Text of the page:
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(c) Copyright 1997, The Motley Fool. All rights reserved. This material is for personal use only. Republication and redissemination, including posting to news groups, is expressly prohibited without the prior written consent of The Motley Fool.

Stock  Change    Bid
ATLS  +  7/16  25.31
BGP   +  3/16  25.63
CSL   + 31/82  42.13
CSCO  +  5/16  79.50
GNT   +1 1/16  47.25
ORCL  +  3/4   55.25
OXHP  +1 5/8   84.63
PMSI  +  1/16  11.56
TDW   +1 5/16  50.81
                   Day   Month    Year  History
        BORING   +1.21%  11.07%  24.19%  42.91%
        S&P:     +1.06%   7.59%  28.56%  53.19%
        NASDAQ:  +1.00%  10.12%  23.01%  52.56%

    Rec'd   #  Security     In At       Now    Change
  2/28/96  400 Borders Gr    11.26     25.63   127.65%
  5/24/96  100 Oxford Hea    48.02     84.63    76.21%
  8/13/96  200 Carlisle C    26.32     42.13    60.03%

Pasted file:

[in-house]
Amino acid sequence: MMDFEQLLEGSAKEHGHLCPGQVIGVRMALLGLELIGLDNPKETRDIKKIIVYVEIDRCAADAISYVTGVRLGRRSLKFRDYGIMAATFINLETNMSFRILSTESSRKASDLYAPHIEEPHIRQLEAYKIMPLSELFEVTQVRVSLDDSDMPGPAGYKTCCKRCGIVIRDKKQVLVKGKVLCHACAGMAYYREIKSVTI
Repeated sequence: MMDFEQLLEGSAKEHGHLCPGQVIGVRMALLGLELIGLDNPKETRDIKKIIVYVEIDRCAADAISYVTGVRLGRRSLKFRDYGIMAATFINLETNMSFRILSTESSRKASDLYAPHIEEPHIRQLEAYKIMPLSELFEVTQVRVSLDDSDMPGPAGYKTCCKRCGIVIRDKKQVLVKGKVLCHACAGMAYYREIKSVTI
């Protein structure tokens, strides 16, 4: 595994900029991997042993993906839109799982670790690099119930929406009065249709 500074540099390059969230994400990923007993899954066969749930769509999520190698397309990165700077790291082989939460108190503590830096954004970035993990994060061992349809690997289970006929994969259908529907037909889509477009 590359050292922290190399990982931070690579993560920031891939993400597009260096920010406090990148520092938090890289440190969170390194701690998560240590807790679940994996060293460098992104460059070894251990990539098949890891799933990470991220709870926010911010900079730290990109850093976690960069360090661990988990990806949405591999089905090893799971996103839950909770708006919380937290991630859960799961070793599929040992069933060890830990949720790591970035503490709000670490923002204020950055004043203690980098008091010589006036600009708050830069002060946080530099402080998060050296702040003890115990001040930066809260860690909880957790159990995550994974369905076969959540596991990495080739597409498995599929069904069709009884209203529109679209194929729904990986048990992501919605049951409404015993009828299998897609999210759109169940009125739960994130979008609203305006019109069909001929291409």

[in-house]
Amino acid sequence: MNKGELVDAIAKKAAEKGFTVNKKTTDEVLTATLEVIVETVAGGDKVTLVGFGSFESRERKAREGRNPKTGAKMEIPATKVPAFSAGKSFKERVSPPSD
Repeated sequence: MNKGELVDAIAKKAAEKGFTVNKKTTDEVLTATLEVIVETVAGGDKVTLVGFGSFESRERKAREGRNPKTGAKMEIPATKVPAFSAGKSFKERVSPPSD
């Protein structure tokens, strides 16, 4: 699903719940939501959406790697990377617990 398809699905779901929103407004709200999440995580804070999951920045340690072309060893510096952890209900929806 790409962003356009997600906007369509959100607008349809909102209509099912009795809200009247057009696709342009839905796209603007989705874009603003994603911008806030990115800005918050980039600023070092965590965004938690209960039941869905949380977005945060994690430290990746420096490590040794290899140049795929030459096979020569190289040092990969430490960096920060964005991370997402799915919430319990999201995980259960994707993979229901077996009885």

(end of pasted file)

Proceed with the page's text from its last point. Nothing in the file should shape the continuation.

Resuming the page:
2/2/96  200 Green Tree    30.39     47.25    55.49%
  6/26/96  100 Cisco Syst    53.90     79.50    47.50%
   3/8/96  400 Prime Medi    10.07     11.56    14.84%
 11/21/96  100 Oracle Cor    48.65     55.25    13.57%
   3/5/97  150 Atlas Air     23.06     25.31     9.78%
 12/23/96  100 Tidewater     46.52     50.81     9.22%

    Rec'd   #  Security     In At     Value    Change
  2/28/96  400 Borders Gr  4502.49  10250.00  $5747.51
  5/24/96  100 Oxford Hea  4802.49   8462.50  $3660.01
   2/2/96  200 Green Tree  6077.49   9450.00  $3372.51
  8/13/96  200 Carlisle C  5264.99   8425.60  $3160.61
  6/26/96  100 Cisco Syst  5389.99   7950.00  $2560.01
 11/21/96  100 Oracle Cor  4864.99   5525.00   $660.01
   3/8/96  400 Prime Medi  4027.49   4625.00   $597.51
 12/23/96  100 Tidewater   4652.49   5081.25   $428.76
   3/5/97  150 Atlas Air   3458.74   3796.88   $338.14

                             CASH   $7890.00
                            TOTAL  $71456.23